Half the states in the Union have abandoned Washington’s Birthday on Monday for some variation of pin-the-apostrophe-on-the-word-President holiday.
We can all be proud that Arkansas is not among them.
To begin with, there is no such thing as a national Presidents (or President’s or Presidents’) Day. When Congress changed the law in 1968 to move the date of observation to the third Monday in February, it did not change the name. If you’re the doubting type, visit the federal Office of Personnel Management website (opm.gov). The official federal holiday is still, as it’s been since 1879, Washington’s Birthday.
As well it should be. If any American is worthy of a national holiday, the Father of our Country is singularly deserving.
That distinction doesn’t demean other Americans or their noteworthy achievements. It merely acknowledges the universal truth: George Washington was indeed the “indispensable man” of the founding era as heralded by historian James Flexner in his Pulitzer Prize-winning biography.
Like the eponymous monument, he towered over a host of pivotal, luminary statesmen. What’s more, his political contemporaries knew and accepted as much. The disagreements between Federalists and Anti-Federalists were legion, yet they unanimously agreed on Washington’s merit and credentials to be the nation’s first chief executive.
Since the nation’s inception, it was always common knowledge from kindergarten classes to the Oval Office that without Washington there would have been “no independence, no Union, no Constitution, and no Republic.”
Washington’s birthday was a grass-roots national celebration for 100 years before Congress got around to codifying it by statute, but over the past few decades that has waned dramatically.
Despite our legislature’s fidelity to the holiday’s namesake, far too many businesses within our state’s borders join innumerable others around the country in shamelessly behaving as if Monday is “National Shill Day.”
What untold blessings the citizenry might obtain were the same energy directed toward Presidents Day sales applied to the study and emulation of our first president! How much more industry, service, sacrifice and achievement the nation might enjoy if more of us aspired to imitate Washington’s example of will, discipline, effort and perseverance. Or if we internalized as counsel Washington’s own succinct explanation of his successes shortly before his death: He had always striven to walk a “straight line.”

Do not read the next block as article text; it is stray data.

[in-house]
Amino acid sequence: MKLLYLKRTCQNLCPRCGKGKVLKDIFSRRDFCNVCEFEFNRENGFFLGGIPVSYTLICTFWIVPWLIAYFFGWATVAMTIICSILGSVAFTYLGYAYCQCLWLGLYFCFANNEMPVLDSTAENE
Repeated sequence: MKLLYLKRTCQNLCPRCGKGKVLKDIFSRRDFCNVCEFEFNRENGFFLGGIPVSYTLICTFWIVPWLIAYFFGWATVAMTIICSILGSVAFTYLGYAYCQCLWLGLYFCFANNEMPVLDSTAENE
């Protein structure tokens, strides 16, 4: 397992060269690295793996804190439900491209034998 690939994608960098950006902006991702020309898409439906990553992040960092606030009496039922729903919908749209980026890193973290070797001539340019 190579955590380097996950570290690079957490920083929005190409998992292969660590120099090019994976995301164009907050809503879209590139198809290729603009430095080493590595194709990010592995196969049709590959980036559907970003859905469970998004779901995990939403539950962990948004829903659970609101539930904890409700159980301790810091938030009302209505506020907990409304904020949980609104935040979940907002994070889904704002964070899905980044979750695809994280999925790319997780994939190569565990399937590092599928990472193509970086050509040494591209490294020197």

He had endeavored, he wrote, “as far as human frailties, and perhaps strong passions, would enable him, to discharge the relative duties to his Maker and fellow-men, without seeking any indirect or left handed attempts to acquire popularity.”
Words of wisdom, indeed, to a culture that constantly confuses popularity and leadership. And there are countless more wise words where those came from.
Nineteenth-century author J.F. Schroeder called Washington the World’s Apostle of Liberty, due to the general’s prolific correspondence and his heroism in the Revolutionary War of principles “that involved the interests of all mankind.”
Washington wrote an estimated 20,000 letters and his collected writings (to date) fill more than 60 volumes.
What if all American adolescents today were required to copy down the same 110 Rules of Civility that Washington did, and commit to conforming to them in attitude and action? Instead, young Americans can complete 17 consecutive years of education and yet command barely a cursory knowledge of the only American truly without peer.
This demands remedying.
Restore Washington’s place to “first in the hearts of his countrymen,” and we will simultaneously restore his myriad virtues as extolled examples at a time when exemplary role models are desperately needed.
Let that restoration begin by banning the abomination known as Presidents Day. As one historian noted, to bundle a Buchanan and Washington under the same holiday is to “conflate copper with gold.”
The original purpose for national holidays was to focus Americans’ attention in unity on concepts greater than themselves, not to merely take time off from work for recreation. As conceived by the founders, Thanksgiving and Independence Day celebrated national principles around which all citizens should rightly rally. This notion has extended to subsequent holidays as well, such as Memorial Day and Martin Luther King Jr. Day.
Requiring all states to observe Washington’s Birthday may not revoke Monday’s pervading crass commercialism, but it will at least result in renaming it all—and repetitive name recognition is a positive first step in rebranding.
Next, let’s capitalize on the little flash of parade fever emanating from the vicinity of Pennsylvania Avenue by establishing an annual Washington’s Birthday parade in the nation’s capital.
This initiative could also serve to re-institute the practice in states and localities, where it once was ubiquitous every February.
The capital city that bears his name and is host to Congress has sunk to levels of such low esteem that it may have transplanted his personage in the minds of many, perhaps most, Americans.
We the people need to return to a collective state of mind in which, when the word “Washington” is heard, it once again instills by common consent the standard for illustrious character of the American spirit.
It’s a long journey, so start with a small step—correct anyone who refers to Monday as Presidents Day.